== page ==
It has been called a “watershed moment” by scientists. England’s chief medical officer Prof Chris Whitty called it a “reason for optimism”. Pharmaceutical giant Pfizer has announced that interim findings from its Covid-19 vaccine study showed the jab to be more than 90% effective in preventing the disease. It could pave the way for the rollout of at least one vaccine in the UK early in the new year, Sir John Bell, a scientist advising the Government, has said. He said “yes” it could mean a return to normal life by the spring. Yet Boris Johnson warned these are still “very early days” adding, we “absolutely cannot rely” on this vaccine breakthrough as a solution. Here is everything we know about the trial. The FTSE 100 jumped more than 5.5% after the news, adding £82 billion to the value of its shares in the market’s best day since March. Yet not every company has benefited, with shares in Zoom, Peloton and Netflix all losing ground after news of the pandemic breakthrough. Read on for a summary of how close the world is to a Covid-19 vaccine.
Biden pledges vaccine to Americans ‘free of charge’
Joe Biden has taken the first steps towards moving into the White House 73 days from now, launching a Covid-19 taskforce and pledging to get a vaccine to Americans “free of charge”. Yet there are concerns about the smooth transfer of power as an official appointed by President Donald Trump has so far refused to sign the necessary paperwork for the transition to begin. Emily Murphy, the Trump-appointed administrator of the General Services Administration, has not started the process and has given no guidance on when she will do so. Here is what happens if Mr Trump refuses to concede after losing the election. Russia and China have yet to congratulate Mr Biden, in a foretaste of the diplomatic wrangling likely to follow. Vice President-elect Kamala Harris will be the first woman in the role but the firsts in the new administration do not stop there, with Mr Biden’s dog also set to break (or dig) new ground.
Back in the UK, Boris Johnson’s spokesman has said the Prime Minister will consider any amendments made by Lords to the controversial Brexit bill today, but stressed he believes the legislation to be “a vital safety net”. Downing Street defended the UK Internal Market Bill this afternoon – despite criticism from Mr Biden, who has said he opposes anything which threatens the Good Friday Agreement. Peers are expected to reject half a dozen clauses which breach the withdrawal agreement hammered out with the European Union last year. Follow the latest here.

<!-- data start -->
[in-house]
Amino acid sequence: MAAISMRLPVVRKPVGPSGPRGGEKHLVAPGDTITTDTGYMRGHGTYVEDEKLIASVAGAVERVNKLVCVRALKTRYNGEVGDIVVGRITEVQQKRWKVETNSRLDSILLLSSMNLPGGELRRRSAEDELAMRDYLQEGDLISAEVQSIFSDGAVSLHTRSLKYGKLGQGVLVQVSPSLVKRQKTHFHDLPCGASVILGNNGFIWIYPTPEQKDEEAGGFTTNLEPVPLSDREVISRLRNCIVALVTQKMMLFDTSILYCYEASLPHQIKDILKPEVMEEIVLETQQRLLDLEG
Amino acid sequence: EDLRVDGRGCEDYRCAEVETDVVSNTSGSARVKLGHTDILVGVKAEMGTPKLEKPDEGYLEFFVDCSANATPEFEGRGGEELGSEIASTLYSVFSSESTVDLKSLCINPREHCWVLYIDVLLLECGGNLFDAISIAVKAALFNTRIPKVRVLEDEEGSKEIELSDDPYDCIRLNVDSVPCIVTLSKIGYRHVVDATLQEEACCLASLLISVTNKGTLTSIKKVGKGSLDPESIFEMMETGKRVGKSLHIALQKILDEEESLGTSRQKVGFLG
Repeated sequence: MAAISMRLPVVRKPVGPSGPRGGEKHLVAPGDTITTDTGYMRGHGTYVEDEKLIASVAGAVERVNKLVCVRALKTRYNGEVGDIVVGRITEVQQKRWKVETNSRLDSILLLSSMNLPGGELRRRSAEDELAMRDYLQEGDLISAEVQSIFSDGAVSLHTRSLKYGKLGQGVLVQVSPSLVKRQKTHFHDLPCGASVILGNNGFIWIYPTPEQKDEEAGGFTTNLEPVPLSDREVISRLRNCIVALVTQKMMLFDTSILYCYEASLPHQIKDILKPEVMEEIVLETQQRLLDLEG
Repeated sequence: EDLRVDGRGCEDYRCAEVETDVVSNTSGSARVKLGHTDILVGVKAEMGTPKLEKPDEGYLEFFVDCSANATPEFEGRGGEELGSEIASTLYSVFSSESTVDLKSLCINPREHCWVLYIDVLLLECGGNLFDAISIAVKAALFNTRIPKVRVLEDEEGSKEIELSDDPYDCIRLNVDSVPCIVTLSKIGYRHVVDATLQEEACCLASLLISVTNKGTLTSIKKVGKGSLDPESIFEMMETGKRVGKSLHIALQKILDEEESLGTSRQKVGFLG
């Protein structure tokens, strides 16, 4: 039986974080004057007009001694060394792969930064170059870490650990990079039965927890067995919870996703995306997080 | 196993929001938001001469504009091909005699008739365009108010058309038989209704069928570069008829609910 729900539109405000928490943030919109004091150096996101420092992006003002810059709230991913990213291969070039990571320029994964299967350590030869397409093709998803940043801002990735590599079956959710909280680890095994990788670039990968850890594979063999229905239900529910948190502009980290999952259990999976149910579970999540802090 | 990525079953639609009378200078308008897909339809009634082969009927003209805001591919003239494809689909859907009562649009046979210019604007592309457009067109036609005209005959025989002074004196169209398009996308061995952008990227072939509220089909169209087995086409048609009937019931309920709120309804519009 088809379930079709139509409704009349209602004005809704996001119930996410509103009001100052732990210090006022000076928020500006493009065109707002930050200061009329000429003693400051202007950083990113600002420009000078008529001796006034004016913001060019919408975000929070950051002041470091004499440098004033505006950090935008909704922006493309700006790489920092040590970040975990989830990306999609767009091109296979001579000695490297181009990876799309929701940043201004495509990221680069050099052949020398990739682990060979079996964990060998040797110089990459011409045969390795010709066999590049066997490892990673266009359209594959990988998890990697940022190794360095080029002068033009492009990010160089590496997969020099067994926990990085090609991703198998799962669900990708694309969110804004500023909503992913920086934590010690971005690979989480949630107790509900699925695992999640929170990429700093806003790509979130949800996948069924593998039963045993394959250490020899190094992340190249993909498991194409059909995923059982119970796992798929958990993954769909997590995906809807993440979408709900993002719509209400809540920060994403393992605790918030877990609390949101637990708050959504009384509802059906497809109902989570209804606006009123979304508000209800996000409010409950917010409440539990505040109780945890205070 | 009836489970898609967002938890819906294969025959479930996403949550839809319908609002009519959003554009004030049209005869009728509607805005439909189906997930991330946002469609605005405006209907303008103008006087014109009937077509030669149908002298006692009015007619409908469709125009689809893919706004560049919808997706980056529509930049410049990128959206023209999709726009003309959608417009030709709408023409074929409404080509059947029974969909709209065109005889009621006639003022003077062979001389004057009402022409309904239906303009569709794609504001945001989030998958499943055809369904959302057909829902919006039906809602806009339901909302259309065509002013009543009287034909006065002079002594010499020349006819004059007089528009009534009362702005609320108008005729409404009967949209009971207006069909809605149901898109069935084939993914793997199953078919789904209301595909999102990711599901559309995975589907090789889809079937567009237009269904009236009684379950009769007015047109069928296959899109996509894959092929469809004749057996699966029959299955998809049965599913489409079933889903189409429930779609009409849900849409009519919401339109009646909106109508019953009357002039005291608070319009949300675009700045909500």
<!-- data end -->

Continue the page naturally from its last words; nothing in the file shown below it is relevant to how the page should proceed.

Diana’s arrival turns The Crown against the royals
The Crown once functioned as the best PR the Royal family ever had. With the arrival of series four, Palace aides may want to quietly cancel the Netflix subscription. Remember those Windsors you loved in seasons gone by? Tragic Margaret, soulful Charles, feisty Anne? Anita Singh reveals how they are all transformed into raging snobs and bitter husks with the arrival of Diana and Thatcher in her review of series four.
At a glance: Latest coronavirus headlines
Also in the news: Today’s other headlines
Diana interview | The BBC has launched an independent inquiry into the Panorama scandal and will go ahead without the involvement of Martin Bashir, who is off sick. Tim Davie, the BBC director general, has confirmed that the corporation is in the process of commissioning a review into claims Bashir engaged in subterfuge to clinch his landmark interview with Diana, Princess of Wales. Read on for details.
Around the world: Belarus crackdown escalates
Belarusian security forces detained around 1,000 people at an opposition rally in Minsk on Sunday, marking a significant escalation in the crackdown on anti-government protesters. Belarus has seen constant protests and unrest since Aug 9 when Alexander Lukashenko, who has been president for the last 26 years, claimed a dubious landslide victory at the polls. Read on for details of how the rally was brutally dispersed.
‘We’re reaching the point of no return’